The securities, issued Jan. 22, yield 10 percent a year, plus any gains of the stock up to 11.25 percent, according to a prospectus filed with the U.S. Securities and Exchange Commission. If Apple drops, the notes -- which were sold at a face value about the same as a share of the Cupertino, California-based company -- decline at the same rate, providing no protection against losses.
The notes are Goldman Sachs’s largest offering tied to the company since Feb. 24, according to data compiled by Bloomberg. Structured notes, which are bank debt packaged with derivatives, allow individual investors to take bets on everything from the price of gold to movements in stock volatility.
Tiffany Galvin, a spokeswoman for Goldman Sachs, declined to comment on the offering.
Notes tied to single stocks or indexes tend to limit the amount that investors can lose by including so-called barriers or principal protection, Bloomberg data show. Goldman sold $14 million of automatically callable three-year notes tied to the iPad maker on Jan. 4, the second-largest Apple note this month, that yield 9.2 percent a year and shield investor capital as long as the stock doesn’t fall more than 30 percent, according to a prospectus filed with the SEC.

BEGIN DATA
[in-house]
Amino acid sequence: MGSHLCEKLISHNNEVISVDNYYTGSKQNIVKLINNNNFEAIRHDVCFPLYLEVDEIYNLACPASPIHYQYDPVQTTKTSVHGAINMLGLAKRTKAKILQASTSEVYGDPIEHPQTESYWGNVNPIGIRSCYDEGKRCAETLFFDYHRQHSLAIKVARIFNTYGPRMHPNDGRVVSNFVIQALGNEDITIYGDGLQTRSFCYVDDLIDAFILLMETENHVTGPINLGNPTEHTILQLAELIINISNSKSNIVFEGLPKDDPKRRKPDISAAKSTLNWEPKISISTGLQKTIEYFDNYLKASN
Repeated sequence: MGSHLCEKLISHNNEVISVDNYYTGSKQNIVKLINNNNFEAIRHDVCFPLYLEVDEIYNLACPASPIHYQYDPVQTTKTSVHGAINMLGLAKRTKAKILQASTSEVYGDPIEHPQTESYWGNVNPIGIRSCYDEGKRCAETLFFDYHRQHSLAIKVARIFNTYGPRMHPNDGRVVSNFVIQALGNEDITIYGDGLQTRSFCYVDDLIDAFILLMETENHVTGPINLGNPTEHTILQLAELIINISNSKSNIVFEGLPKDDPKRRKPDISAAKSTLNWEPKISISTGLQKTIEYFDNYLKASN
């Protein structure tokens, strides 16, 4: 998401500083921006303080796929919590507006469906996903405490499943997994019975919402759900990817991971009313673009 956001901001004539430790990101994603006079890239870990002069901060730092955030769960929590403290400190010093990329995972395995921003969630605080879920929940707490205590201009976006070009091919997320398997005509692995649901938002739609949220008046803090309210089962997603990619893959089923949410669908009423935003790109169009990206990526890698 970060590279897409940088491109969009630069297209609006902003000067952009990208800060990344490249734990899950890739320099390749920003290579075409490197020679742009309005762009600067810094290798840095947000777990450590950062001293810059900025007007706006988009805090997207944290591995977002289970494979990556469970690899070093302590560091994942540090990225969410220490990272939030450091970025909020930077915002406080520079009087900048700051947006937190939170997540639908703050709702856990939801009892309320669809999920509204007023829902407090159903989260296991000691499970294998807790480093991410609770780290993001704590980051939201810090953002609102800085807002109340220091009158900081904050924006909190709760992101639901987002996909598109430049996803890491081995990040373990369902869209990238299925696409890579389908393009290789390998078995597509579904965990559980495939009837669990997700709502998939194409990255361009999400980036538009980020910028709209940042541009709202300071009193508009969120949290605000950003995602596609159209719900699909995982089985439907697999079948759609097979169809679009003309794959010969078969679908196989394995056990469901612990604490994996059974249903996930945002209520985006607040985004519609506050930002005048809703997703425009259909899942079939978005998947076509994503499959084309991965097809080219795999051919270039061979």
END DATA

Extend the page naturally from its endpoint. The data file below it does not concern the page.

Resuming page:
Apple shares tumbled on Jan. 24 after the company posted the slowest profit growth since 2003 and the smallest sales increase in 14 quarters.
Last year, investors bought $1.75 billion of structured notes tied to Apple, making it the second-most popular reference measure after the Standard & Poor’s 500 Index, Bloomberg data show. Notes linked to Apple surpassed those tied to the London interbank offered rate for the first time since at least 2010, when Bloomberg began collecting comprehensive data on the securities.
Investors have bought $65.6 million of Apple-linked notes in January. On the day before the earnings report, HSBC Holdings Plc’s U.S. banking unit also sold $710,000 of notes tied to the company, and UBS AG issued $120,000 of securities.
Structured notes offer customized bets to retail investors while banks earn fees and raise money from selling the products. Derivatives are contracts whose value is derived from stocks, bonds, commodities and currencies, or events such as changes in interest rates or the weather.
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